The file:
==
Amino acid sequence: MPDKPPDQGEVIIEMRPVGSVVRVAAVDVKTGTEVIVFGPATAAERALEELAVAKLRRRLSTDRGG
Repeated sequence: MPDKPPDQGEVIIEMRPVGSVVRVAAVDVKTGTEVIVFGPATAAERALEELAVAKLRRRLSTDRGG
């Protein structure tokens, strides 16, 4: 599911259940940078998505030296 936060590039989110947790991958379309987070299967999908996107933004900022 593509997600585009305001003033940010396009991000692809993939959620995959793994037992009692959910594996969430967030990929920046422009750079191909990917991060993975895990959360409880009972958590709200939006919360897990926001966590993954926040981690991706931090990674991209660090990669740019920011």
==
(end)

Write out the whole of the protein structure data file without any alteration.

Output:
Amino acid sequence: MPDKPPDQGEVIIEMRPVGSVVRVAAVDVKTGTEVIVFGPATAAERALEELAVAKLRRRLSTDRGG
Repeated sequence: MPDKPPDQGEVIIEMRPVGSVVRVAAVDVKTGTEVIVFGPATAAERALEELAVAKLRRRLSTDRGG
């Protein structure tokens, strides 16, 4: 599911259940940078998505030296 936060590039989110947790991958379309987070299967999908996107933004900022 593509997600585009305001003033940010396009991000692809993939959620995959793994037992009692959910594996969430967030990929920046422009750079191909990917991060993975895990959360409880009972958590709200939006919360897990926001966590993954926040981690991706931090990674991209660090990669740019920011």